A warning from your pancreas

If you’re like millions of Americans, children included, and your pancreas could talk, it might be yelling something like this:

“Jesus! How much more do you want to put me through? I’ve been supporting your excess body weight for years now and I am not coping well over here. You are becoming insulin resistant!”

I know that wasn’t subtle, but an estimated one third of Americans are insulin resistant. I don’t find that number astounding given how many of us are overweight. Pancreases all over America are going into overdrive and no one can hear them scream.

One of the major functions of the pancreas is to sense rises in blood sugar (glucose) levels and release a hormone called insulin. Insulin then drives the glucose into the cells of the body.

Actually, most cells take up glucose without the help of insulin. Mainly two tissue types in the body require insulin for their fuel needs: fat cells (adipose tissue) and skeletal muscle (all the muscles throughout the body which enable locomotion).

What’s that? Insulin is required for two cell types? Yes, it is. However if you think about it, your muscle and fat tissue make up the largest proportions of your body.

So now you can begin to understand that with weight gain the pancreas has to work harder to secrete more insulin in order to cover the glucose requirements of larger amounts of adipose tissue.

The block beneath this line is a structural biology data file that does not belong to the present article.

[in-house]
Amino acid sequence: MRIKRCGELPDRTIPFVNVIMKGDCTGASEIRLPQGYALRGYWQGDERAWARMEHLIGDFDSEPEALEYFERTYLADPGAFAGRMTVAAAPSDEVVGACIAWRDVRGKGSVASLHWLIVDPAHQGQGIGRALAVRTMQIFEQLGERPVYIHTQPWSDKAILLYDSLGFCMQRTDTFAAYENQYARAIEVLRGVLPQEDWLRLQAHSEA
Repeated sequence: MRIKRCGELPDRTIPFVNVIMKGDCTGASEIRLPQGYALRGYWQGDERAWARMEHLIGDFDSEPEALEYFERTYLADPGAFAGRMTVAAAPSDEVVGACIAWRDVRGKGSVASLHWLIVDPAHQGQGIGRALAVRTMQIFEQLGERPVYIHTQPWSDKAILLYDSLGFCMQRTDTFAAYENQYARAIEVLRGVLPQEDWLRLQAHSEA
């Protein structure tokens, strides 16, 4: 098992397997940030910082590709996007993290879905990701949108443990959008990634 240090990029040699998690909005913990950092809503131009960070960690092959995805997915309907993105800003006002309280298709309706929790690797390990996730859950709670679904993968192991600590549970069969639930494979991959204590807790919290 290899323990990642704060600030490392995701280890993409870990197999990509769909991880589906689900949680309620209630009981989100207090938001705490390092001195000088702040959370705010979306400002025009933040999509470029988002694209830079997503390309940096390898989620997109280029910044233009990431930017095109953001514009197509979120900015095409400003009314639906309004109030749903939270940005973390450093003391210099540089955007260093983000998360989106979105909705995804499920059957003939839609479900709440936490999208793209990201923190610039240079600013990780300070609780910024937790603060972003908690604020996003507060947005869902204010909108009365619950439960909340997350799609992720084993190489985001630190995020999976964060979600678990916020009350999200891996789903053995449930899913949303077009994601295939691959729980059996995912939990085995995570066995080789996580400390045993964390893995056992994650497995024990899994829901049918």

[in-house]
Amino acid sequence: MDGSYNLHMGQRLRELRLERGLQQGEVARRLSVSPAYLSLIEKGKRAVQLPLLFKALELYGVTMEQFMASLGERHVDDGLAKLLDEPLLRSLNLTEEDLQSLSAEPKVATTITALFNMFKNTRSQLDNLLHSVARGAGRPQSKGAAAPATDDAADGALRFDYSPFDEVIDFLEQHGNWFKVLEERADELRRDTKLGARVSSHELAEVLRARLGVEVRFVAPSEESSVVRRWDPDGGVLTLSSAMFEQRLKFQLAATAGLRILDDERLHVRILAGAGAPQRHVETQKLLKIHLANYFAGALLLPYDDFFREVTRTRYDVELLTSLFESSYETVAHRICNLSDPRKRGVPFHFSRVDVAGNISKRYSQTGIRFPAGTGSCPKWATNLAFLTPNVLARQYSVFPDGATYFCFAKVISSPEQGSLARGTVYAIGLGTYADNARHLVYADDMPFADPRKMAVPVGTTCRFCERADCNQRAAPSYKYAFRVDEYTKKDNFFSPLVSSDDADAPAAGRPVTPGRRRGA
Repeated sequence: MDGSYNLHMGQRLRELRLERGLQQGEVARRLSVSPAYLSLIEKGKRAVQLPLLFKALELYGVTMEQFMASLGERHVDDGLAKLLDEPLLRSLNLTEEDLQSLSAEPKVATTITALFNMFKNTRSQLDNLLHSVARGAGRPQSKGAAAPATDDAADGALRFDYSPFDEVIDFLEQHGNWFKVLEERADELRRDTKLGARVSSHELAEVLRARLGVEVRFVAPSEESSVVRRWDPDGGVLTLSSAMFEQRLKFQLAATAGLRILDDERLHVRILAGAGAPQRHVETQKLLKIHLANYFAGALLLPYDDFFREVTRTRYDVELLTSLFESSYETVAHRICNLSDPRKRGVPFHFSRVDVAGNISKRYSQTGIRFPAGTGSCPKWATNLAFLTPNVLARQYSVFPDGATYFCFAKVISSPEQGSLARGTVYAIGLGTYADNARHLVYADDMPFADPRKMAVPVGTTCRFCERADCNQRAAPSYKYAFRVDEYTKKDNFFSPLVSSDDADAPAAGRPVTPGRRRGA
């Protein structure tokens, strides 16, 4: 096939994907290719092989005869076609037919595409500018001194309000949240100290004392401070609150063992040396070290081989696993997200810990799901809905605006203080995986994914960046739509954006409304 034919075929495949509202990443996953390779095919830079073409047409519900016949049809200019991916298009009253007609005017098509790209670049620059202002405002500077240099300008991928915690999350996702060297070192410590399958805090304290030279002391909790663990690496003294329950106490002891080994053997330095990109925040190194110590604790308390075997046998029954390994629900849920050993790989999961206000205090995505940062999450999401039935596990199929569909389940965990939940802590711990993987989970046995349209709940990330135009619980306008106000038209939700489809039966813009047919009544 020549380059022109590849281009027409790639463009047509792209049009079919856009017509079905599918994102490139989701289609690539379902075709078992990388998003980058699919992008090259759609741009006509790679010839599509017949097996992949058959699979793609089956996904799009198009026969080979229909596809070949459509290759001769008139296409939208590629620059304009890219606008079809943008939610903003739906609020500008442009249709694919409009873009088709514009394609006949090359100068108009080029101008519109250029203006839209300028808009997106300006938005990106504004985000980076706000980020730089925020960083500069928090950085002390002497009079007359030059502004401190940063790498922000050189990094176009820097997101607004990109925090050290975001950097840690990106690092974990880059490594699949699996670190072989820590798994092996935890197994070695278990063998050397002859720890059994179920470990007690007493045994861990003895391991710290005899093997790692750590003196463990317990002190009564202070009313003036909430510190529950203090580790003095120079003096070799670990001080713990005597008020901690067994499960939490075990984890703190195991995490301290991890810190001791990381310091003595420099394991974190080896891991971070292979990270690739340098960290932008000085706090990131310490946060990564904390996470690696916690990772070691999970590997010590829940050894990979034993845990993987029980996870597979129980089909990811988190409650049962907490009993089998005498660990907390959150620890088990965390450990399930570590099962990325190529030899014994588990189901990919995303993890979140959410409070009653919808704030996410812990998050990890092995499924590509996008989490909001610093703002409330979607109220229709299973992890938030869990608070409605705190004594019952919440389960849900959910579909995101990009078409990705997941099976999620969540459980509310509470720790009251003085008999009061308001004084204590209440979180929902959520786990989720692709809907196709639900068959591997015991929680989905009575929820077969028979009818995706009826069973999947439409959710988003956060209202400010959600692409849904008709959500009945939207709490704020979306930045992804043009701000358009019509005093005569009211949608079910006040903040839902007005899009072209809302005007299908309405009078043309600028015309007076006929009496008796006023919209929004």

But why does this make your cells resistant to insulin?

Here’s an analogy: Do you have a younger sibling or a terribly annoying friend? Have they ever poked you over and over again? Did you reach a point where you just didn’t feel the poking anymore? If so, you became resistant to the bothersome prodding. The pressure receptors in your skin took a timeout when the same stimulus was applied over and over again, protecting themselves from damage by overstimulation.

In the same way many people become insulin resistant when they are overweight because the pancreas has to secrete excess insulin to support increased body fat. The cells start to become resistant to insulin’s advances because their insulin receptors are overstimulated. Blood sugar levels remain elevated so the pancreas secretes more insulin, making the resistance worse, never better.

And then guess what? Once the pancreas can’t get blood sugar levels to return to normal by pumping excess insulin, you’re prediabetic. Then the time comes when there’s only so much this little organ can take. It just can’t go on working in overdrive. One day, it’s almost with certainty that its capacity to produce insulin will be severely compromised and full-blown type II diabetes will be your new way of life.

What can you do?

For most of us, keeping a healthy diet and keeping weight down will reverse or prevent insulin resistance from occurring. Notice I wrote “many people become insulin resistant when they are overweight.” A very small minority of genetically stellar individuals won’t develop diabetes with increased body mass. Their pancreases are able to cope.

Conversely a minority of genetically unlucky individuals might develop insulin resistance and diabetes later in life even at a normal body weight. In this case there is a place for medication that helps with insulin sensitivity. Though, I can’t stress enough that maintaining stable blood sugar levels by keeping a healthy lifestyle will lessen the need for medication.